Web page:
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I'm trying to answer the question above.. But I'm not certain in either way. I tried to prove it by giving counter examples.. But it always failed.. Then i also tried to draw contradictions But that's not successful as well. Please give me some suggestion or ideas!

p.s I forgot the condition that $f$ is in $L^1(\Bbb R)$.

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up vote 5 down vote accepted

Using the property $\widehat{f\star g}=\widehat f\widehat g$ for $f$ and $g$ integrable, we get $(\widehat f)²=\widehat f$, hence for all $x$, $\widehat f\in\{0,1\}$. By the dominated convergence theorem, $\widehat f$ is continuous, so either $\widehat f=1$ or $\widehat f=0$. By Riemann-Lebesgue lemma, $\widehat f(x)\to 0$ as $x\to +\infty$, so $f=0$ almost everywhere.

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Blaber here. Since $f \star f = f$ both $f$ and $f \star f$ are in $L^1$, therefore we can take their Fourier transform getting $$ \hat{f}^2 = \hat{f} $$ The function $\hat{f}(x)$ is continuous, and by the above relation $\hat{f}(x)$ can be only either $1$ or $0$ for all $x$. By the Riemann-Lebesgue lemma we know that $\hat{f}(x) \rightarrow 0$ as $x \rightarrow 0$. Therefore $\hat{f}(x) = 0$ for all $x$. By Fourier inversion it follows that $f = 0$ a.e.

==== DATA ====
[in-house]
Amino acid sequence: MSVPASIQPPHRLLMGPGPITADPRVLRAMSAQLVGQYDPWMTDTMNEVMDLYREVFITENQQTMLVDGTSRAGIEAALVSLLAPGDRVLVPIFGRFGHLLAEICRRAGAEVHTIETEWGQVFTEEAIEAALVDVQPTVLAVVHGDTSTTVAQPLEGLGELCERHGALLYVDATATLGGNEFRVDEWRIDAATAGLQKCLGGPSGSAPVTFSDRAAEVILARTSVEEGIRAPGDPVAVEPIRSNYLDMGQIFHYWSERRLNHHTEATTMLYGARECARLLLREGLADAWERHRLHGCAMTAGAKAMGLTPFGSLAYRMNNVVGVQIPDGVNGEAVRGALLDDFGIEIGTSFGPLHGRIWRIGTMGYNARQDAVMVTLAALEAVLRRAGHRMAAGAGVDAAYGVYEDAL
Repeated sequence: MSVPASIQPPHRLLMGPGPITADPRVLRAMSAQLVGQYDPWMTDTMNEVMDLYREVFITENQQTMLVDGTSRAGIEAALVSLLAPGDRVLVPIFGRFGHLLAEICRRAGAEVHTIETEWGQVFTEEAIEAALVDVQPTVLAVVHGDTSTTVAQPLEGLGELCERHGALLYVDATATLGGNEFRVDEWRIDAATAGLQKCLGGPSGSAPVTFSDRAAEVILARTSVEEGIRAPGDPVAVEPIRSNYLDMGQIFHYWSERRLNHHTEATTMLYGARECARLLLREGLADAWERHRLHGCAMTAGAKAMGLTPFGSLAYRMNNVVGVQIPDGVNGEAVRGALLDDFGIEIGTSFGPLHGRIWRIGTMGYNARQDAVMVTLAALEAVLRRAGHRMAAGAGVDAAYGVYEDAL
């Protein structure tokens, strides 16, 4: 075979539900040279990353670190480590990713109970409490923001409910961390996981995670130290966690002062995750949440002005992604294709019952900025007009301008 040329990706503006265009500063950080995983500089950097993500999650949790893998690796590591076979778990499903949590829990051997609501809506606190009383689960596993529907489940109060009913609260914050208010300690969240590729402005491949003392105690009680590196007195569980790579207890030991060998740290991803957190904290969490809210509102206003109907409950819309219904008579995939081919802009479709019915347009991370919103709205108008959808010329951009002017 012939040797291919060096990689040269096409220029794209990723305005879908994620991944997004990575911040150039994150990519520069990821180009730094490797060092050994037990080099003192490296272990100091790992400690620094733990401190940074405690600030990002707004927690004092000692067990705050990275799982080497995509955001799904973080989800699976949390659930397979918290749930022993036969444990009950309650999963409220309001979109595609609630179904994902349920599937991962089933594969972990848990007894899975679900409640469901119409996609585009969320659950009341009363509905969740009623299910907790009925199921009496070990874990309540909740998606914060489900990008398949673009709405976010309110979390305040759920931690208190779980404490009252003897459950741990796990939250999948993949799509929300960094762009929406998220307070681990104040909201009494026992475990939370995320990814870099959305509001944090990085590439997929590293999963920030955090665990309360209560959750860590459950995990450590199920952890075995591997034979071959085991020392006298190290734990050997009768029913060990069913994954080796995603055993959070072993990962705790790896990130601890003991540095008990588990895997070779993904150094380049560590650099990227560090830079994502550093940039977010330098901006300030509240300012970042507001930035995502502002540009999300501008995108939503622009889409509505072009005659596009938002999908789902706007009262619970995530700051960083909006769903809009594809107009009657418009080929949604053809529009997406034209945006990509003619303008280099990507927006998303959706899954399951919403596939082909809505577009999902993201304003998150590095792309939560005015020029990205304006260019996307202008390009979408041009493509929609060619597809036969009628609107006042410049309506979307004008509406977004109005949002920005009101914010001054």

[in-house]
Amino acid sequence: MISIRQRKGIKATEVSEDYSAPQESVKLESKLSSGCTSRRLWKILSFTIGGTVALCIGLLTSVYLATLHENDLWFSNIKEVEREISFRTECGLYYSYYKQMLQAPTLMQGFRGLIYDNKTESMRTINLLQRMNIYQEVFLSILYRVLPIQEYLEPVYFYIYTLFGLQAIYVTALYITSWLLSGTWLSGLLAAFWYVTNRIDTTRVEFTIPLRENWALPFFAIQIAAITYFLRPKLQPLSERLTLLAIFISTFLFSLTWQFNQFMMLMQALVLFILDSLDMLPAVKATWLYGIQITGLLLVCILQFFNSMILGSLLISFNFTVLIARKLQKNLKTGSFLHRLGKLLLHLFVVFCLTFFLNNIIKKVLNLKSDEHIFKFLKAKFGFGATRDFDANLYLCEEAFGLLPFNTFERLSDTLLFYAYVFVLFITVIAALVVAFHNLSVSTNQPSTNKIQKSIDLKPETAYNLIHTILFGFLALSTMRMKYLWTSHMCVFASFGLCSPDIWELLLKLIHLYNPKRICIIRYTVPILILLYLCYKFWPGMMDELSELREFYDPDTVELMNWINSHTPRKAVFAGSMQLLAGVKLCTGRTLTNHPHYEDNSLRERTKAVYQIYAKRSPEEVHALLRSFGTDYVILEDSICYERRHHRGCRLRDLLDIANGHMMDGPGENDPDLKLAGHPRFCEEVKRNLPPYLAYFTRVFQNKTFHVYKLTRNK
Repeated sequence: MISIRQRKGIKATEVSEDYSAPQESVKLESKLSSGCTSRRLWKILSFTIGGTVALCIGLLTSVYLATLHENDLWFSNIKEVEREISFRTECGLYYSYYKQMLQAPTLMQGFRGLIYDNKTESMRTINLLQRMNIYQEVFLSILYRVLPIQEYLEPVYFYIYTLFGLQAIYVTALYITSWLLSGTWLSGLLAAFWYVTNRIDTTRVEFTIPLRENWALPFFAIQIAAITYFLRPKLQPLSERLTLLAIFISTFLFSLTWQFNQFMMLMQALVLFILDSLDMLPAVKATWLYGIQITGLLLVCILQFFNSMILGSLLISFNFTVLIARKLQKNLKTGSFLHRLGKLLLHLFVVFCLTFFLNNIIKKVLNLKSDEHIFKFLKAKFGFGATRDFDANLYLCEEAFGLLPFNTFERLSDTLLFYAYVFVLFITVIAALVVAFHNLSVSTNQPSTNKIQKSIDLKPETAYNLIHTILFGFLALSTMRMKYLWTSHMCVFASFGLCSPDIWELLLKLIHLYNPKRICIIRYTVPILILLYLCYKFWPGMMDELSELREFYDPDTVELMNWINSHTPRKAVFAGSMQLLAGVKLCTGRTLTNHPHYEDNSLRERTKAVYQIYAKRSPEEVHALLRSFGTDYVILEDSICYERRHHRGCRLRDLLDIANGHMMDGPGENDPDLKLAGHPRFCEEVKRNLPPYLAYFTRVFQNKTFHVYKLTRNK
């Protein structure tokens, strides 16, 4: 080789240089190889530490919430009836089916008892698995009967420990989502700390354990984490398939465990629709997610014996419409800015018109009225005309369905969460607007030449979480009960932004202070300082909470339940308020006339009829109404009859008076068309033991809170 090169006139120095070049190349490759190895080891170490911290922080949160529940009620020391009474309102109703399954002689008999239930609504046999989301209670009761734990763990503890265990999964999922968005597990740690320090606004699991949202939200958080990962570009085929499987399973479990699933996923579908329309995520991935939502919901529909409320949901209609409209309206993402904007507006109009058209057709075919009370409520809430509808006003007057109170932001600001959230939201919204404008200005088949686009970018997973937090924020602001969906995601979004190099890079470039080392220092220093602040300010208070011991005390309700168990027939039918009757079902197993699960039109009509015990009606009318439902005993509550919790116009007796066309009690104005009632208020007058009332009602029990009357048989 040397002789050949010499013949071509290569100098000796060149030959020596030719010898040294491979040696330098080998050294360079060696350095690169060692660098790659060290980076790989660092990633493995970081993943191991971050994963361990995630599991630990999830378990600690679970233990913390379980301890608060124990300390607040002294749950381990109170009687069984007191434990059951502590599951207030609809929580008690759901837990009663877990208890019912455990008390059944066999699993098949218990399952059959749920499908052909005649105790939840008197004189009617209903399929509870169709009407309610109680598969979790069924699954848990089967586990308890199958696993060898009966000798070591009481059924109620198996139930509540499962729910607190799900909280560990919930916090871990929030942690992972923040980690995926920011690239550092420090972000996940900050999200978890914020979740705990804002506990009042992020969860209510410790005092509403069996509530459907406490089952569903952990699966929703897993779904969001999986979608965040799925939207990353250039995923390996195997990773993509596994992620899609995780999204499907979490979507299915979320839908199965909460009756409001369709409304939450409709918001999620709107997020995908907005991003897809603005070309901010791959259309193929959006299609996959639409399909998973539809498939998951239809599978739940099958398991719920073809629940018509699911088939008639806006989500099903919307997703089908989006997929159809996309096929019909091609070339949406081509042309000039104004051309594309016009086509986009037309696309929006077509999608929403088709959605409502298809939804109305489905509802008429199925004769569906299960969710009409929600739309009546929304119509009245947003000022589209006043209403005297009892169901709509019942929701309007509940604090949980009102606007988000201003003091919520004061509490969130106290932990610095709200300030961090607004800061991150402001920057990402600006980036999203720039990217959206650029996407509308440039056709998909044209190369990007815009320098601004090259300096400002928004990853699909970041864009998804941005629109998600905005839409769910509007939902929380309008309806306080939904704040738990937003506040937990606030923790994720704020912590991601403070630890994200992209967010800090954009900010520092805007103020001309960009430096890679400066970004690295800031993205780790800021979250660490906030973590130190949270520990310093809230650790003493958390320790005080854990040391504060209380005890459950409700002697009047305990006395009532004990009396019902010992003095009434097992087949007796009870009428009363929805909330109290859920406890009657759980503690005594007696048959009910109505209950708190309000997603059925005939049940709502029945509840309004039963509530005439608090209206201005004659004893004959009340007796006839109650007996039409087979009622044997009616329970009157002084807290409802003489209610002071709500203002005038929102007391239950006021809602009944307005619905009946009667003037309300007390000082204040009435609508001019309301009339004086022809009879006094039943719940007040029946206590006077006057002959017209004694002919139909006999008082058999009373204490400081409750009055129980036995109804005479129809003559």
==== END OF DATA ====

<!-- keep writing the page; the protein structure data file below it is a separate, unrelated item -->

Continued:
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I have merged your "blaber" account into this one. Try registering your account to prevent it "splitting" like the present case. – Willie Wong Oct 17 '12 at 9:07

A Gaussian has the property that it is equal to a convolution with itself.

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We use the L^2 condition to ensure that the Fourier transform of g exists, and the L^1 condition to ensure that the Fourier transform of f exists. If either of these is violated probably you can construct counter-examples... – ajja Oct 17 '12 at 8:13
I don't understand this answer. You claim that $f = 0$ in a proof that concludes with $f = 0$. – Christopher A. Wong Oct 17 '12 at 8:21
Sorry it was a typo... It should have been "since g = 0" – ajja Oct 17 '12 at 8:25
Why is $g = 0$? Isn't the problem $f \star f = f$? – Christopher A. Wong Oct 17 '12 at 8:25
This is still not right, a Gaussian convolved with itself gives a different Gaussian. – Christopher A. Wong Oct 17 '12 at 8:34

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